Victory Day is celebrated on May 9th in Russia and many other former Soviet Republics. The country’s second most popular holiday – after New Year’s Day – marks Germany’s surrender to the Soviet Union in 1945, and becoming the canonical end of World War II, also known as the Great Patriotic War.

For nearly 70 years, Russia has commemorated millions of people who perished and honor the surviving Veterans. Parades are organized throughout the county as tribute to the bravery and heroism of the people who saved their country from Nazi invasion.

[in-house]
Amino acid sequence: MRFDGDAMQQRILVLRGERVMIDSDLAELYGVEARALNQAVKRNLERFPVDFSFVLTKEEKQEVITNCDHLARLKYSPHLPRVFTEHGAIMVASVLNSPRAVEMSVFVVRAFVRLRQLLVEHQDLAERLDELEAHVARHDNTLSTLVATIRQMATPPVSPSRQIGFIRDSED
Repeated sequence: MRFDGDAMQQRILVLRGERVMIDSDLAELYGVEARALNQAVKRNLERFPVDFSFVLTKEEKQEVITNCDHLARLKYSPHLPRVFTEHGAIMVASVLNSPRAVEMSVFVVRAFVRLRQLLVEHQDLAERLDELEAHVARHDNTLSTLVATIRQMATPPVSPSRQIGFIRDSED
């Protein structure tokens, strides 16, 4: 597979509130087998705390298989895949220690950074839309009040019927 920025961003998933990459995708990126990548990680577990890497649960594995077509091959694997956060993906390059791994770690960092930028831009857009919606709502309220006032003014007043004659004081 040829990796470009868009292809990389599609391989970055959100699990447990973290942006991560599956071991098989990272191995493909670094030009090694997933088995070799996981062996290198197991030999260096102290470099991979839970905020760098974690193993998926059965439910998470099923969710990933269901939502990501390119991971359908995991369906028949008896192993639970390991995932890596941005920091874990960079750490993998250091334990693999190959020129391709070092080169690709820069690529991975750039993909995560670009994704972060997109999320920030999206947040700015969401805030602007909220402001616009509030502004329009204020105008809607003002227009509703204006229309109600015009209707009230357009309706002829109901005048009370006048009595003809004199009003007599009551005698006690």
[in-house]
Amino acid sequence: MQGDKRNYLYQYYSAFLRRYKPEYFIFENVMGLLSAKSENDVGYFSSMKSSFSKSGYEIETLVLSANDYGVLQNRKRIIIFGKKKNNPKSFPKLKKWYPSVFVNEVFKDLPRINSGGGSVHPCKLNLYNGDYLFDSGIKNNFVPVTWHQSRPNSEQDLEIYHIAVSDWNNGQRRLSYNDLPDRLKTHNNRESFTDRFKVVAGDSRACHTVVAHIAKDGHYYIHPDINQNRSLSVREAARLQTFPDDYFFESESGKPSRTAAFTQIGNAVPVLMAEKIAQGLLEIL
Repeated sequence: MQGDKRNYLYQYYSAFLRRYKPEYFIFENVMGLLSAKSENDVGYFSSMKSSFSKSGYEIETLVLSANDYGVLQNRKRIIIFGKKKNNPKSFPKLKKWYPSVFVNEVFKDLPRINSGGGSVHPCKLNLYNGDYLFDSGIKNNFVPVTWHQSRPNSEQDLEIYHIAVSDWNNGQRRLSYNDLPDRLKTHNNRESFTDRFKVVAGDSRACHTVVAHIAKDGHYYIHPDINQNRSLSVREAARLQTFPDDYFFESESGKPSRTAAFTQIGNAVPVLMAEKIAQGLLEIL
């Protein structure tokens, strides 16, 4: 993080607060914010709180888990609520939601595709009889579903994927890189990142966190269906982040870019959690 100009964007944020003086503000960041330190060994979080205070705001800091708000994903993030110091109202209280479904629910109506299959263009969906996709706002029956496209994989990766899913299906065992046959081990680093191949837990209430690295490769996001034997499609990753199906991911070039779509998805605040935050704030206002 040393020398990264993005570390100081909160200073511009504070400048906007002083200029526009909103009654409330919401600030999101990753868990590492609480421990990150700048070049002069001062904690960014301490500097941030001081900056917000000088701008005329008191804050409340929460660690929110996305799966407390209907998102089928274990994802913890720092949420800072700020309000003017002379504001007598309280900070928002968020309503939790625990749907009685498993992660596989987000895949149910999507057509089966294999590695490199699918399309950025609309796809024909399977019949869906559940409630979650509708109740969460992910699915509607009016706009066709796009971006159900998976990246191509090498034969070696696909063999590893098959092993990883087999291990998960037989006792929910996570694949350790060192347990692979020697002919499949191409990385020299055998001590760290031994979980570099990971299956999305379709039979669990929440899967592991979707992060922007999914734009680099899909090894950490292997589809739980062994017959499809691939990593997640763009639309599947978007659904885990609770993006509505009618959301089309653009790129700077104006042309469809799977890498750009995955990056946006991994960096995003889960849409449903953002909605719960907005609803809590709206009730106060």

Veterans proudly wear medals of honor on their chests as they share their stories of war and victory with younger generations. They carry fresh flowers, particularly red carnations and tulips and lay them down as wreaths at memorial sites to demonstrate respect for their fallen fellows.

Families gather around festive tables to celebrate survivors and recall the struggles of their parents, grandparents and great-grandparents. Around the world, there are in fact, less than one million WW II Veteran alive today, out of a total 16 million that survived the war. And so, as years pass and the Veterans get older, the responsibility of honoring and remembering the past becomes ever so greater.